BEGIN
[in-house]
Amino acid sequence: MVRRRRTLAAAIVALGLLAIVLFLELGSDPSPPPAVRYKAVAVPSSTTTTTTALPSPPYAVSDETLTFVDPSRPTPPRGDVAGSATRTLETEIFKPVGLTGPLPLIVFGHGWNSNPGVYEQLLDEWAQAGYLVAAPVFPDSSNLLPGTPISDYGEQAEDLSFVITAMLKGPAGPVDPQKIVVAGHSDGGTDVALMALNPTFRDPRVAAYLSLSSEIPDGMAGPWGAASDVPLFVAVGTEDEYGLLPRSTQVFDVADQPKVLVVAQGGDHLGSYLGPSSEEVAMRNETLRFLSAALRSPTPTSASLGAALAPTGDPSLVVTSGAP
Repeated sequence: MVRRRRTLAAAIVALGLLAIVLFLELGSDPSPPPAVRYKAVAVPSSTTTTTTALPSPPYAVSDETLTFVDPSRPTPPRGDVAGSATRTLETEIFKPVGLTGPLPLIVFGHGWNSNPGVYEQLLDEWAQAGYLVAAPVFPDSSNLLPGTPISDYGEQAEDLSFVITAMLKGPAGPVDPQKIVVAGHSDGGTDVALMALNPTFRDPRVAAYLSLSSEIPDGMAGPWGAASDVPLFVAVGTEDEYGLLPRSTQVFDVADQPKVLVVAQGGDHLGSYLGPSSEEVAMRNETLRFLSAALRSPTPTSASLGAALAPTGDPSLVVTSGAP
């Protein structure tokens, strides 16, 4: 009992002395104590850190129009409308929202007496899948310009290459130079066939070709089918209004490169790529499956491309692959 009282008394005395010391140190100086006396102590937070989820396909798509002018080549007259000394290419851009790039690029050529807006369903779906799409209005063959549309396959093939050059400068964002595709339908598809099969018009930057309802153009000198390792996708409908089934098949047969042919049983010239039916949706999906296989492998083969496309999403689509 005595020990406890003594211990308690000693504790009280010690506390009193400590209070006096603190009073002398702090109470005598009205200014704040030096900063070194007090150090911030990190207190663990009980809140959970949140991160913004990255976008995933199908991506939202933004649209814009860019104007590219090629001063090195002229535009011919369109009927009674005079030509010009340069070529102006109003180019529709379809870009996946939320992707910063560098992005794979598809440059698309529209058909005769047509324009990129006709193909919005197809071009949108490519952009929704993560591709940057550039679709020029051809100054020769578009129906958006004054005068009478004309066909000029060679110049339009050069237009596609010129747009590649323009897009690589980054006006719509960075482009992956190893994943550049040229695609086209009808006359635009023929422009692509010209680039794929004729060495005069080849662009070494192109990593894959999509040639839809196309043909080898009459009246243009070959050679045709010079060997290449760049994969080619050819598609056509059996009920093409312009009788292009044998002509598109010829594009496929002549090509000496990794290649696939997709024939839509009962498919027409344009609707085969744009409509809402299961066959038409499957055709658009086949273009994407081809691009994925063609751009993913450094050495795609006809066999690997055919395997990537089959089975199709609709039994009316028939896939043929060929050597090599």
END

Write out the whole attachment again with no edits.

[in-house]
Amino acid sequence: MVRRRRTLAAAIVALGLLAIVLFLELGSDPSPPPAVRYKAVAVPSSTTTTTTALPSPPYAVSDETLTFVDPSRPTPPRGDVAGSATRTLETEIFKPVGLTGPLPLIVFGHGWNSNPGVYEQLLDEWAQAGYLVAAPVFPDSSNLLPGTPISDYGEQAEDLSFVITAMLKGPAGPVDPQKIVVAGHSDGGTDVALMALNPTFRDPRVAAYLSLSSEIPDGMAGPWGAASDVPLFVAVGTEDEYGLLPRSTQVFDVADQPKVLVVAQGGDHLGSYLGPSSEEVAMRNETLRFLSAALRSPTPTSASLGAALAPTGDPSLVVTSGAP
Repeated sequence: MVRRRRTLAAAIVALGLLAIVLFLELGSDPSPPPAVRYKAVAVPSSTTTTTTALPSPPYAVSDETLTFVDPSRPTPPRGDVAGSATRTLETEIFKPVGLTGPLPLIVFGHGWNSNPGVYEQLLDEWAQAGYLVAAPVFPDSSNLLPGTPISDYGEQAEDLSFVITAMLKGPAGPVDPQKIVVAGHSDGGTDVALMALNPTFRDPRVAAYLSLSSEIPDGMAGPWGAASDVPLFVAVGTEDEYGLLPRSTQVFDVADQPKVLVVAQGGDHLGSYLGPSSEEVAMRNETLRFLSAALRSPTPTSASLGAALAPTGDPSLVVTSGAP
């Protein structure tokens, strides 16, 4: 009992002395104590850190129009409308929202007496899948310009290459130079066939070709089918209004490169790529499956491309692959 009282008394005395010391140190100086006396102590937070989820396909798509002018080549007259000394290419851009790039690029050529807006369903779906799409209005063959549309396959093939050059400068964002595709339908598809099969018009930057309802153009000198390792996708409908089934098949047969042919049983010239039916949706999906296989492998083969496309999403689509 005595020990406890003594211990308690000693504790009280010690506390009193400590209070006096603190009073002398702090109470005598009205200014704040030096900063070194007090150090911030990190207190663990009980809140959970949140991160913004990255976008995933199908991506939202933004649209814009860019104007590219090629001063090195002229535009011919369109009927009674005079030509010009340069070529102006109003180019529709379809870009996946939320992707910063560098992005794979598809440059698309529209058909005769047509324009990129006709193909919005197809071009949108490519952009929704993560591709940057550039679709020029051809100054020769578009129906958006004054005068009478004309066909000029060679110049339009050069237009596609010129747009590649323009897009690589980054006006719509960075482009992956190893994943550049040229695609086209009808006359635009023929422009692509010209680039794929004729060495005069080849662009070494192109990593894959999509040639839809196309043909080898009459009246243009070959050679045709010079060997290449760049994969080619050819598609056509059996009920093409312009009788292009044998002509598109010829594009496929002549090509000496990794290649696939997709024939839509009962498919027409344009609707085969744009409509809402299961066959038409499957055709658009086949273009994407081809691009994925063609751009993913450094050495795609006809066999690997055919395997990537089959089975199709609709039994009316028939896939043929060929050597090599």